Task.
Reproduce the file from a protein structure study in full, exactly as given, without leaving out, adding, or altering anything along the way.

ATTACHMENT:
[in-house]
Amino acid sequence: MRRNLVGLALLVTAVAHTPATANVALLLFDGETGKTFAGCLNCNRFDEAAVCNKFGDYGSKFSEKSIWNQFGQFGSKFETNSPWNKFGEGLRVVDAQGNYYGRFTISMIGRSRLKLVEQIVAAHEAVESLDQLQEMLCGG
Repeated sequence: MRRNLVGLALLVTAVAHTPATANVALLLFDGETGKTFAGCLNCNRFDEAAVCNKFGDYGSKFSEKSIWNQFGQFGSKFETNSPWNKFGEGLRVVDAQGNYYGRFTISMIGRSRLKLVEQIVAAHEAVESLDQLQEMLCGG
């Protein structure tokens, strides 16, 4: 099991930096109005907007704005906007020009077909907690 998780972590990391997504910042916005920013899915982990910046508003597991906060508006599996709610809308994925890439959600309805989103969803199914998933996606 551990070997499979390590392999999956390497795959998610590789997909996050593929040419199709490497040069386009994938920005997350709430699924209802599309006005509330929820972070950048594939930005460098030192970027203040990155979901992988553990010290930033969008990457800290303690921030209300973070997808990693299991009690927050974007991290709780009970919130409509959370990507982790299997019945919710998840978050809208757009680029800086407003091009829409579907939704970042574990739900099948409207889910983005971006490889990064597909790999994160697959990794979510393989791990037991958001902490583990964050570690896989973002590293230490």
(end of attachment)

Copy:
[in-house]
Amino acid sequence: MRRNLVGLALLVTAVAHTPATANVALLLFDGETGKTFAGCLNCNRFDEAAVCNKFGDYGSKFSEKSIWNQFGQFGSKFETNSPWNKFGEGLRVVDAQGNYYGRFTISMIGRSRLKLVEQIVAAHEAVESLDQLQEMLCGG
Repeated sequence: MRRNLVGLALLVTAVAHTPATANVALLLFDGETGKTFAGCLNCNRFDEAAVCNKFGDYGSKFSEKSIWNQFGQFGSKFETNSPWNKFGEGLRVVDAQGNYYGRFTISMIGRSRLKLVEQIVAAHEAVESLDQLQEMLCGG
């Protein structure tokens, strides 16, 4: 099991930096109005907007704005906007020009077909907690 998780972590990391997504910042916005920013899915982990910046508003597991906060508006599996709610809308994925890439959600309805989103969803199914998933996606 551990070997499979390590392999999956390497795959998610590789997909996050593929040419199709490497040069386009994938920005997350709430699924209802599309006005509330929820972070950048594939930005460098030192970027203040990155979901992988553990010290930033969008990457800290303690921030209300973070997808990693299991009690927050974007991290709780009970919130409509959370990507982790299997019945919710998840978050809208757009680029800086407003091009829409579907939704970042574990739900099948409207889910983005971006490889990064597909790999994160697959990794979510393989791990037991958001902490583990964050570690896989973002590293230490």